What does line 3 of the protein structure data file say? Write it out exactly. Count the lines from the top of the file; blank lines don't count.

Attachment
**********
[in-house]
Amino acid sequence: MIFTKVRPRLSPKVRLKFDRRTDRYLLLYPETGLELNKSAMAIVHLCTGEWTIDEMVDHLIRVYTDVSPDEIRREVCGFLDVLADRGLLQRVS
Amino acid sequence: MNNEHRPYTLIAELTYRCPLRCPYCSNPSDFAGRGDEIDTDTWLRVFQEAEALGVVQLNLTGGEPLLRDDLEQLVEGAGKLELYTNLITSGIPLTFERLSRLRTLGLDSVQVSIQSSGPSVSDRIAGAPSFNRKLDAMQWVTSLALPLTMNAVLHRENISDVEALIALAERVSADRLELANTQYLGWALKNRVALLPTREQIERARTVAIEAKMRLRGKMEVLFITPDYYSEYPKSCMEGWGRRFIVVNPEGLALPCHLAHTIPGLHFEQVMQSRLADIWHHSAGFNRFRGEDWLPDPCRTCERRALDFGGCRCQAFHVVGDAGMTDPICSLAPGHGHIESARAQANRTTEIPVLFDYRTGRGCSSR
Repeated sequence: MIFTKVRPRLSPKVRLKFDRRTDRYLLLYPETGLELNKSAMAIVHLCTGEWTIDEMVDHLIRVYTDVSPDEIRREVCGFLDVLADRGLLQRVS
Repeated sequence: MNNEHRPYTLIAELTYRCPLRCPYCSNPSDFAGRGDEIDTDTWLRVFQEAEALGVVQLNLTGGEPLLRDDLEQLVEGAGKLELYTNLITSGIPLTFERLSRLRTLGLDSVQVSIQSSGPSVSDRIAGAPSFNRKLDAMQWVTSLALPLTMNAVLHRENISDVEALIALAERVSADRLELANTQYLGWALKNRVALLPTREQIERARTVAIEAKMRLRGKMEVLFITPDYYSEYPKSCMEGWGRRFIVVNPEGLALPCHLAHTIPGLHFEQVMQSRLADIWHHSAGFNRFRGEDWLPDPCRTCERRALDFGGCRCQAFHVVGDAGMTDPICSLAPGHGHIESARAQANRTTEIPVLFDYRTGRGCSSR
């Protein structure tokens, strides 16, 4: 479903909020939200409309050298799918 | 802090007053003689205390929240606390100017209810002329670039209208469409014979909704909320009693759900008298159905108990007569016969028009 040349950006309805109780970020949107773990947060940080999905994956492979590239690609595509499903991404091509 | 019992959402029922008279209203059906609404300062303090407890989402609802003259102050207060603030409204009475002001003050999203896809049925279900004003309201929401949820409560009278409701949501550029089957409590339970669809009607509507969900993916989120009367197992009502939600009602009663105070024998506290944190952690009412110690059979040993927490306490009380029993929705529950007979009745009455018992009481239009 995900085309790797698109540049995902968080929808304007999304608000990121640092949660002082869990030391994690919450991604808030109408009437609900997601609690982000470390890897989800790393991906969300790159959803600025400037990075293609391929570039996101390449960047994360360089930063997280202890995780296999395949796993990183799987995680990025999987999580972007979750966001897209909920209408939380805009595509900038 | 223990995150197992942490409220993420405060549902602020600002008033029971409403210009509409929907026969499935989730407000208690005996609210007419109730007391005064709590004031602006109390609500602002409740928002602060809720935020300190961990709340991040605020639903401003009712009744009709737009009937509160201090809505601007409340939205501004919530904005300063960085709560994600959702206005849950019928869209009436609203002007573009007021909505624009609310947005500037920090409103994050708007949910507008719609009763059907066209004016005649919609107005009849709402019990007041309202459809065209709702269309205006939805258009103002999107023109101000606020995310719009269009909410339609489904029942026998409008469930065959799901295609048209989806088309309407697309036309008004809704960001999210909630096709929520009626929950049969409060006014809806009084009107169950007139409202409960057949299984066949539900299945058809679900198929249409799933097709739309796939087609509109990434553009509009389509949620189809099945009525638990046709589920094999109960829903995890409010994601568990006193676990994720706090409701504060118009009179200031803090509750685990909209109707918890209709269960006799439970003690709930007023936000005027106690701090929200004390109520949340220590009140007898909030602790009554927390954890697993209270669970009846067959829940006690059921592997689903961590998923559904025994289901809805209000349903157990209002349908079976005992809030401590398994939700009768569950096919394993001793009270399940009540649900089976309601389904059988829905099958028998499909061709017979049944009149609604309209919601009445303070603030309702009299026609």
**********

Amino acid sequence: MNNEHRPYTLIAELTYRCPLRCPYCSNPSDFAGRGDEIDTDTWLRVFQEAEALGVVQLNLTGGEPLLRDDLEQLVEGAGKLELYTNLITSGIPLTFERLSRLRTLGLDSVQVSIQSSGPSVSDRIAGAPSFNRKLDAMQWVTSLALPLTMNAVLHRENISDVEALIALAERVSADRLELANTQYLGWALKNRVALLPTREQIERARTVAIEAKMRLRGKMEVLFITPDYYSEYPKSCMEGWGRRFIVVNPEGLALPCHLAHTIPGLHFEQVMQSRLADIWHHSAGFNRFRGEDWLPDPCRTCERRALDFGGCRCQAFHVVGDAGMTDPICSLAPGHGHIESARAQANRTTEIPVLFDYRTGRGCSSR